The New Zealand Dental Association (NZDA) has joined forces with The Māori Dental Association and Hāpai Te Hauora to lambast Coca-Cola for the use of Te Reo Māori in a new marketing campaign.
The three organisations released a joint statement today calling the use of slogans including "Share a Coke with Whānau" and "Share a Coke with Kuia" cynical and exploitative of "poor Māori oral health statistics, and high rates of diabetes".
“This has shades of the tobacco industry here – a subversive insidious way to connect with people who suffer a disproportionate amount of dental disease and harm from a public health perspective,” said NZDA sugary drink spokesperson Dr Rob Beaglehole.
“Unfortunately, this action by Coca-Cola shows us that violent acts of colonisation continue unopposed. They’ve just got a new vehicle in the new form of multinational companies."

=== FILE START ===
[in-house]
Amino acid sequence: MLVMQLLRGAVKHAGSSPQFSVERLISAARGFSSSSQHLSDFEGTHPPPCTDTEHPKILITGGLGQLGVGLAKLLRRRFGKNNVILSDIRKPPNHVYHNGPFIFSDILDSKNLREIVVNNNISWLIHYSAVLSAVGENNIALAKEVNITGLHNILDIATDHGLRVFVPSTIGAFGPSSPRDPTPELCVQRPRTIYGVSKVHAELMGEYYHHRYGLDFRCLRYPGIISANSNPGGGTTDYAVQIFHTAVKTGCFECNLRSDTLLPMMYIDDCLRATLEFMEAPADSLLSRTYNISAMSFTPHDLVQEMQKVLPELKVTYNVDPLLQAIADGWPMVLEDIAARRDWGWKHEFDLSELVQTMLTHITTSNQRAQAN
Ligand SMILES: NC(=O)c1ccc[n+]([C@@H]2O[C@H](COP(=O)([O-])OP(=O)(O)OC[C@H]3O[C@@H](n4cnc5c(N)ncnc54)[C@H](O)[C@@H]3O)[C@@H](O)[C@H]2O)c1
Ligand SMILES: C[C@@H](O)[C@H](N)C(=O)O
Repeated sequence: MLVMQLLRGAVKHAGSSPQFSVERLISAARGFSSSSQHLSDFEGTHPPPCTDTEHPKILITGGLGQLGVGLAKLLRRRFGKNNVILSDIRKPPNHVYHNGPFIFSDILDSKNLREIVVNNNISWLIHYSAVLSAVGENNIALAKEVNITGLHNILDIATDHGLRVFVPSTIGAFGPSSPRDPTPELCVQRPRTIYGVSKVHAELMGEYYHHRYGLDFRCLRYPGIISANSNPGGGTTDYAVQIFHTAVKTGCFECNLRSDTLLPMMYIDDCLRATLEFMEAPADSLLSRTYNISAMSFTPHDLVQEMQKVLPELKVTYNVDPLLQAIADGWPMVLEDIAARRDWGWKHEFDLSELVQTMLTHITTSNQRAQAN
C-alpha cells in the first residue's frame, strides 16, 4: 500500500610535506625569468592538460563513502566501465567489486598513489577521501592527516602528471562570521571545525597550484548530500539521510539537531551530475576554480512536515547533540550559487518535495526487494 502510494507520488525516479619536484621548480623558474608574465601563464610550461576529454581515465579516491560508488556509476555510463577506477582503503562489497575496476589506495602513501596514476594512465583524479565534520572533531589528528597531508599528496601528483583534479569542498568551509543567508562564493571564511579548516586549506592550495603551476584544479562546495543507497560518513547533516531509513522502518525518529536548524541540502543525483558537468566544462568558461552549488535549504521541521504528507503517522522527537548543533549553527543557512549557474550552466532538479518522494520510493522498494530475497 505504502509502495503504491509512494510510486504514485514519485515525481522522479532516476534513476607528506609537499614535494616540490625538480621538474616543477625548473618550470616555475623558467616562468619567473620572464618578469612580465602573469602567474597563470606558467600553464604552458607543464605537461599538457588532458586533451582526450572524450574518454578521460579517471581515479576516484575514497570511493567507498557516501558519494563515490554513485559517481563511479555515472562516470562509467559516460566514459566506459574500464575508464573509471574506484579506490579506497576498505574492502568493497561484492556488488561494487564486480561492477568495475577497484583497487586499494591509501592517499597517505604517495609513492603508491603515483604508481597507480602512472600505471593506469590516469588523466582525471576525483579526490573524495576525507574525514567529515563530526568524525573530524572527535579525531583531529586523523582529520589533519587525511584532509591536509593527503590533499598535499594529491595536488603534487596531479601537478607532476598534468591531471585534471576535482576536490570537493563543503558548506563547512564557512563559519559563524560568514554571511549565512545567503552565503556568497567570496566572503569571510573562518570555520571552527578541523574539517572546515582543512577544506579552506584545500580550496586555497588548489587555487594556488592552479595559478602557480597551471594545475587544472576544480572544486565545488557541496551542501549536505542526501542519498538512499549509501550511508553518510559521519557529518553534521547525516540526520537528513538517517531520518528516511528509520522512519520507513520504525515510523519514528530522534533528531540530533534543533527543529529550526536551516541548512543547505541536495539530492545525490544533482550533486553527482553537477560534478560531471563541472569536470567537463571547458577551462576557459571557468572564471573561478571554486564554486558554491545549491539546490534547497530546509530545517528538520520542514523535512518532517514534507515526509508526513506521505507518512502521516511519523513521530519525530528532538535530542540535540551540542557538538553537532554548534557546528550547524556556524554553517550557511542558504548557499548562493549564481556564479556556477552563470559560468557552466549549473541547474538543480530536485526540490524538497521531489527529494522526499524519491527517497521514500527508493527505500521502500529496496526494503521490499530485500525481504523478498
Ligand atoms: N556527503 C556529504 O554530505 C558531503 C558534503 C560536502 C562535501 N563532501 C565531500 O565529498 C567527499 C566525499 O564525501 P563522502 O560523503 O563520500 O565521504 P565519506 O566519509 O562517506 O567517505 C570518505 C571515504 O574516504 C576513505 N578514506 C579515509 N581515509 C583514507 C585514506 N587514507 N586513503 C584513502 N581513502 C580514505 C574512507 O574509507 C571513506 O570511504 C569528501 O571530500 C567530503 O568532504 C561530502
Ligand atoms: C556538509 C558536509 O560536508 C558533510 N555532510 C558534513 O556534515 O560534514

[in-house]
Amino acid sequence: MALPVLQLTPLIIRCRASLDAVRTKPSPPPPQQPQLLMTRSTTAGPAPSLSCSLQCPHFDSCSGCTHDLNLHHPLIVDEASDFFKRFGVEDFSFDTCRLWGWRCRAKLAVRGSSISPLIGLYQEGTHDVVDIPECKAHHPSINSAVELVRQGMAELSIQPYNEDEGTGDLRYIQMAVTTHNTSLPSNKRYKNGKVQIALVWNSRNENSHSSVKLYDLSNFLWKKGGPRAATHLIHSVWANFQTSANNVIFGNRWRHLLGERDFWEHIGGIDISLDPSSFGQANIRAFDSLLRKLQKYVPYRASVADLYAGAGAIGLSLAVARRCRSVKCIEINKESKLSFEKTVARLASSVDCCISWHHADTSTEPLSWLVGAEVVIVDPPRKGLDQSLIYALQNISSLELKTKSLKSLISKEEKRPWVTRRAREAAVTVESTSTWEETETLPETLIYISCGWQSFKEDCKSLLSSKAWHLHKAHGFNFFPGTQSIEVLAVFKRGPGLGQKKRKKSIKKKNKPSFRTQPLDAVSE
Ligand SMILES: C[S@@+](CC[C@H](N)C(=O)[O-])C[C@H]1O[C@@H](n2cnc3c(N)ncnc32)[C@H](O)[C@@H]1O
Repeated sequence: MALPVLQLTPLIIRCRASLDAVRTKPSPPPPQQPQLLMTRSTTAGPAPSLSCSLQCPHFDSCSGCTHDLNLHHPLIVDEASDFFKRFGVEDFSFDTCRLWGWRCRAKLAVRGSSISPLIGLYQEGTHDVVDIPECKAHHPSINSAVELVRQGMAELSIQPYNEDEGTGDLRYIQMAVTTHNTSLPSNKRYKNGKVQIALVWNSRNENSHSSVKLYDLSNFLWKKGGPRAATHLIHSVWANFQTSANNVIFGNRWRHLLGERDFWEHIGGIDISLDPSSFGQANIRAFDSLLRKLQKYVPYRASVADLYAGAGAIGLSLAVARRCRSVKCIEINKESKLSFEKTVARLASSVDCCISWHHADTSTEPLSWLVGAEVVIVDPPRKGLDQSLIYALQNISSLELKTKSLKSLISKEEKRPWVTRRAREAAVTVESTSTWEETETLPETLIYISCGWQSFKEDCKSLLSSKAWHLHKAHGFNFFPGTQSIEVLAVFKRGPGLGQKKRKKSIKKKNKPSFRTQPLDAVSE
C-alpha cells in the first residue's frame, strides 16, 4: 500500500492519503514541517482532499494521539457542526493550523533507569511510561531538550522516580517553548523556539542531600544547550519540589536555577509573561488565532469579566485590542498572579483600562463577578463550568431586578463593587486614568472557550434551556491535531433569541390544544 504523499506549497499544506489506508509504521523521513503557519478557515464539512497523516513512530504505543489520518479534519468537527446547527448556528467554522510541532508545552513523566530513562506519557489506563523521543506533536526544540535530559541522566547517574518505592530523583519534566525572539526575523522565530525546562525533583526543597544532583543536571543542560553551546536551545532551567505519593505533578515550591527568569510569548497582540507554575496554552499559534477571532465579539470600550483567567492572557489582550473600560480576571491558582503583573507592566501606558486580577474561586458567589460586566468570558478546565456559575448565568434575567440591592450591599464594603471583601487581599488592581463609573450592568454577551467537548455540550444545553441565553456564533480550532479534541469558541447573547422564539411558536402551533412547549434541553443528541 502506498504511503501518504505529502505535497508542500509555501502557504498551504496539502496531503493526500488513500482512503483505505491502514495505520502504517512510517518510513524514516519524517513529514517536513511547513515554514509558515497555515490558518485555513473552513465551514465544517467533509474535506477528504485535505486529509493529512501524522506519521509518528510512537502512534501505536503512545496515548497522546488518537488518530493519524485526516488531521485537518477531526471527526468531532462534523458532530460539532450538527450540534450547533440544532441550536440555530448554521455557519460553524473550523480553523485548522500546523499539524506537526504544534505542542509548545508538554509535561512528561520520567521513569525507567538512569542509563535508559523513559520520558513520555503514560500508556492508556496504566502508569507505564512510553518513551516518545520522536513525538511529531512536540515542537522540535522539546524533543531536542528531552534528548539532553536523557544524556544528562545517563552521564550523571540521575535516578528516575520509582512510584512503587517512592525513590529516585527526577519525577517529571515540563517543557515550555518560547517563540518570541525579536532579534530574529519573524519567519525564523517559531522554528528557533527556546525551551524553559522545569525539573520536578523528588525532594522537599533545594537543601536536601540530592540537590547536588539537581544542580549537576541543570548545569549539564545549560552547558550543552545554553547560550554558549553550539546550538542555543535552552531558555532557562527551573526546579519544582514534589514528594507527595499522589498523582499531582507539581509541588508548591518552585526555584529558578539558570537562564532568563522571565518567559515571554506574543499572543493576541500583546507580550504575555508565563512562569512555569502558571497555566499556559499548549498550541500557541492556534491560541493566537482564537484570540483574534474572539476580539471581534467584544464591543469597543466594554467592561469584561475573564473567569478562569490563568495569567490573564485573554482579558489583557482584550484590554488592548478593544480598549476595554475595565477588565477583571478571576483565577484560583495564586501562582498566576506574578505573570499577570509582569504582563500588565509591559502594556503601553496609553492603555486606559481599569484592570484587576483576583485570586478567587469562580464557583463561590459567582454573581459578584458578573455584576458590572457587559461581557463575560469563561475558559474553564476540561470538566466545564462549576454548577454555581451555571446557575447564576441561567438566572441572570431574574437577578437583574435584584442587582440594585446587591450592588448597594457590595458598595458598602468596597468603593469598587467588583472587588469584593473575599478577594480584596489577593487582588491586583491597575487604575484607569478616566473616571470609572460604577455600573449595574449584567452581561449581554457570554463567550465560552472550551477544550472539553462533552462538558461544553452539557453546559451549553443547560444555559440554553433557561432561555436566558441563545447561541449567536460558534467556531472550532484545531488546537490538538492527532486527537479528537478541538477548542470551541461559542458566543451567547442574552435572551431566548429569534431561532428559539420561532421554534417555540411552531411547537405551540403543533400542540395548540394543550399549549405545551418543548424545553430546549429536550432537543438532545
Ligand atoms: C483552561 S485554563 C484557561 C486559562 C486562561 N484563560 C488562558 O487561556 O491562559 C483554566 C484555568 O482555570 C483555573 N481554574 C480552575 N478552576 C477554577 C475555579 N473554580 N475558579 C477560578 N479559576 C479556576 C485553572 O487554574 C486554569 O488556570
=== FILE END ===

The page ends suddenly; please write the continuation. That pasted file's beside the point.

Hāpai Te Hauora – Māori Public Health – CEO Selah Hart agrees with the NZDA's stance.
"This corporation which cares nothing for our mokopuna, our kuia and kaumātua, has appropriated our language to make a profit.
"Worse - they’ve singled out one of the worst areas of inequity in health outcomes - our whānau’s oral health. They should be ashamed," she said.
A Coca-Cola spokesperson told Stuff its "Share a Coke" campaign reflects "the diversity of cultures in Aotearoa today" and features a range of names and themes, such as "Share a Coke with Dad".
"We worked hard to ensure we represented many popular names as well as reflect the diversity of cultures in Aotearoa today," the Coke spokesperson told Stuff.
"We felt it wouldn't be right to dismiss anyone's name due to ethnicity."